Jump to content
YoungEMT95

O2 administration

Recommended Posts

Has anyone had a service change its O2 protocol due to the finding that it can be harmful to patients in the long run?

  • Like 3

Share this post


Link to post
Share on other sites

No, but none of the places I've worked required something stupid like everyone gets a NRB at 15 L/m

  • Like 1

Share this post


Link to post
Share on other sites

We titrate for effect according to SPO2.

Share this post


Link to post
Share on other sites

Our protocols here *and I don't have them on hand but dont worry Kiwiology will no doubt post them :P *

state that oxygen is given only to maintain an O2 saturation level above 95% and is only given to patients if they are heamodynamically unstable. O2 is given via NP and only at higher levels if unstable or requiring it. I am trying to get a change within our hospital which still blasts patients with at least 6 Litres of O2 for anything, I had a fight with a fellow nurse who tried to blast me with 6-10 litres of O2 when I was in with my heart playing up and refused high level O2. I hope a change comes about, Prehospitally it has come about, so now lets see if it changes in the hospital.

  • Like 2

Share this post


Link to post
Share on other sites

Oxygen is a specific treatment for hypoxia (hypoxaemia) only. It is not a "general treatment" for patients who are injured or unwell nor is is a treatment for ischaemia, tachyponea or an altered level of consciousness.

Prophylactic administration of oxygen is inappropriate and supraphysiologic hyperoxaemia (a greater than normal level of oxygen in the blood) causes small arterioles to constrict which reduces blood flow. This is particularly bad for patients with myocardial ischaemia, stroke or shock and the evidence appears to indicate greater mortality in myocardial infarction patients who receive supplemental oxygen.

Remember, ischaemia is not hypoxia (hypoxaemia) and that oxygenation is not ventilation; the concepts are very different. Ischaemia is localised whereas hypoxaemia is global and if a patient has an ischaemic myocardium because of an occluded coronary artery(ies) then cramming more oxygen down his throat is not going to break up the clot now is it?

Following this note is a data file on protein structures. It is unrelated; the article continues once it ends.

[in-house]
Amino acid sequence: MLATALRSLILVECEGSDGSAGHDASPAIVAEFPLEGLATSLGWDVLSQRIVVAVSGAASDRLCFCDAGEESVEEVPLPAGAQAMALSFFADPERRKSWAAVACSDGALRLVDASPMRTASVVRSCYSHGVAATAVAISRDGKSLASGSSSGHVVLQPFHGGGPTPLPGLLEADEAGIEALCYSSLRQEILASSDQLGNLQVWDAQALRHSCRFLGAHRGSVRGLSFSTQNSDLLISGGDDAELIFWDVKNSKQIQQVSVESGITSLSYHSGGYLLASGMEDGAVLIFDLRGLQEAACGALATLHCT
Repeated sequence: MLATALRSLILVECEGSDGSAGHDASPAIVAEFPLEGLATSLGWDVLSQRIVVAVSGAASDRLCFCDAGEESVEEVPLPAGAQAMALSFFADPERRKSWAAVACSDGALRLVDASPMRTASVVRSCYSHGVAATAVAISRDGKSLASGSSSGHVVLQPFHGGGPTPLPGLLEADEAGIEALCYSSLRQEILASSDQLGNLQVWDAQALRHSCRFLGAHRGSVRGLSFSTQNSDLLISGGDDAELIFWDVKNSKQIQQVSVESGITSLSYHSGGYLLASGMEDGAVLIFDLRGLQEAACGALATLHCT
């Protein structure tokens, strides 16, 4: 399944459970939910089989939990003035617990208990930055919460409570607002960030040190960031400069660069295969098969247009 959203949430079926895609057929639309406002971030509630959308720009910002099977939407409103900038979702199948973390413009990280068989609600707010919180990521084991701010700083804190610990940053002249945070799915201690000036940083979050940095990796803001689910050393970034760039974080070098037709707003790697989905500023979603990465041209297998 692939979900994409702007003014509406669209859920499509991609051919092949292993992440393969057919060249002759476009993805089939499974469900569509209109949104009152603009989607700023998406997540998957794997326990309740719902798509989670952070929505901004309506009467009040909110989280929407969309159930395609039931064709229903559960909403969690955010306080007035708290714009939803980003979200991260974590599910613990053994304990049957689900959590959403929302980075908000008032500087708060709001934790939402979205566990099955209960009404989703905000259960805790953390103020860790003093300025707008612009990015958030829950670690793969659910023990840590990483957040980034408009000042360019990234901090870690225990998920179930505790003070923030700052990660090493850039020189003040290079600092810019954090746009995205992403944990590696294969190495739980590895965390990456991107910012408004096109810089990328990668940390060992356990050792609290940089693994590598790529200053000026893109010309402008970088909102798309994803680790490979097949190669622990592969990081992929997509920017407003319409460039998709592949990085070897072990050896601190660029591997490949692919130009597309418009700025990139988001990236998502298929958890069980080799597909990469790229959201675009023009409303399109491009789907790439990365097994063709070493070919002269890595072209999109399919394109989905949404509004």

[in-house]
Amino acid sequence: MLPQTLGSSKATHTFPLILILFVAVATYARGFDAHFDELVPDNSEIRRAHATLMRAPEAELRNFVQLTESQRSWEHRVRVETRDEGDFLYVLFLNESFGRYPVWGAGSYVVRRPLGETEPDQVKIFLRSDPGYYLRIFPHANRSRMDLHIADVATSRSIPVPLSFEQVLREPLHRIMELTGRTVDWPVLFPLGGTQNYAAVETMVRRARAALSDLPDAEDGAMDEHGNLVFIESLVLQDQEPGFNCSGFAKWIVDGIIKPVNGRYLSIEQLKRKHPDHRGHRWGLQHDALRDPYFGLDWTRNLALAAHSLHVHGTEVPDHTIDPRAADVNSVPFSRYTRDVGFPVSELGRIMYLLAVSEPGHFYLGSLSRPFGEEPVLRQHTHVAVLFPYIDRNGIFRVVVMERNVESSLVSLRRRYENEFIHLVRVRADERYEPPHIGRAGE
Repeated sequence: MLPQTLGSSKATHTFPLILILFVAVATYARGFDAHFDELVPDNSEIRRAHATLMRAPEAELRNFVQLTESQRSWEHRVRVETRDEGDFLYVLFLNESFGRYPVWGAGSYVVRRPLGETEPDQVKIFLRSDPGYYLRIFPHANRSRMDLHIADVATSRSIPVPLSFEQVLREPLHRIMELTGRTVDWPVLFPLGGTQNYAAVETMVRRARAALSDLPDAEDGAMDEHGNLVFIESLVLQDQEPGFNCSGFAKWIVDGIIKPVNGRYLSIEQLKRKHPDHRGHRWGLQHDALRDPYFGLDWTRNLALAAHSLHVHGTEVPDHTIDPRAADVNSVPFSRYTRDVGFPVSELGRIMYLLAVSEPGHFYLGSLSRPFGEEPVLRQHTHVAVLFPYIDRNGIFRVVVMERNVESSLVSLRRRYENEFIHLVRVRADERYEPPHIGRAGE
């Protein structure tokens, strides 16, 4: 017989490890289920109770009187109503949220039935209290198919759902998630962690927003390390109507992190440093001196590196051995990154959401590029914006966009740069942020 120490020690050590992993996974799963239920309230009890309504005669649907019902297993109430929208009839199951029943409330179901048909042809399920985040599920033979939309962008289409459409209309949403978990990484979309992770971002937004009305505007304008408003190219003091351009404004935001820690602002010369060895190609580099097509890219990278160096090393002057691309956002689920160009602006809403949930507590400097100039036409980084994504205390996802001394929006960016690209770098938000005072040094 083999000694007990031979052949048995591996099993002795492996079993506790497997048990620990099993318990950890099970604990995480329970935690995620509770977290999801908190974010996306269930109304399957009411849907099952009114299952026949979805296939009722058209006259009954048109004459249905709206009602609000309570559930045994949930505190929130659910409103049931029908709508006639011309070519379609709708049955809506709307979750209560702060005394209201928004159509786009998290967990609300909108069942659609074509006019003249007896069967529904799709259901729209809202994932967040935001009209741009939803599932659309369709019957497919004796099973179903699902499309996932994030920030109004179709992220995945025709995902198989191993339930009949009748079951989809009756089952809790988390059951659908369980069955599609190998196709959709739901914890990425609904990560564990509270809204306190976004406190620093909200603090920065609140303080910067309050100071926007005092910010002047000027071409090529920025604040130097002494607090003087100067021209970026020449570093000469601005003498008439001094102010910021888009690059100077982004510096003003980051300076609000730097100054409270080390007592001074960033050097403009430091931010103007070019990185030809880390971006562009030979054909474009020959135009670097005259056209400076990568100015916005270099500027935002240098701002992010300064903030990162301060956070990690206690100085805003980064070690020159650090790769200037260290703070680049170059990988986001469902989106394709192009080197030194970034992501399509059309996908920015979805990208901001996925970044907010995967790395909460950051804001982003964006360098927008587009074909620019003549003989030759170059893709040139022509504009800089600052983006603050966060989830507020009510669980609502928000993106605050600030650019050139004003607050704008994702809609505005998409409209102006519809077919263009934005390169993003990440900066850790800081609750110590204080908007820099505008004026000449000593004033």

Only give oxygen to patients who need it, and in the lowest concentration required. Most patients only need nasal prongs or an acute (ordinary) mask.

Oxygen is a drug, remember that, you wouldn't give somebody 100mg of morphine if they only require 1mg would you? so why give somebody fifteen litres of oxygen when they only require two or three?

  • Like 2

Share this post


Link to post
Share on other sites

I expect our new protocols to say something to the effect of "maintain spo2 at 94% or greater".

Not even quite sure what our current protocol says... I just give it when I think it's appropriate and don't when I don't.

:)

Share this post


Link to post
Share on other sites

My area wants us to maintain SpO2 at 94% or higher, but we do not have to. Some paramedics in this area will not give oxygen for certain cases because of its harmful effects, especially when it comes to copd pt's.

Share this post


Link to post
Share on other sites

im not saying its a bad idea, i was just wondering if any other services have different protocols concerning O2.

Share this post


Link to post
Share on other sites
This thread is quite old. Please consider starting a new thread rather than reviving this one.

Join the conversation

You can post now and register later. If you have an account, sign in now to post with your account.

Guest
Reply to this topic...

×   Pasted as rich text.   Paste as plain text instead

  Only 75 emoji are allowed.

×   Your link has been automatically embedded.   Display as a link instead

×   Your previous content has been restored.   Clear editor

×   You cannot paste images directly. Upload or insert images from URL.


×
×
  • Create New...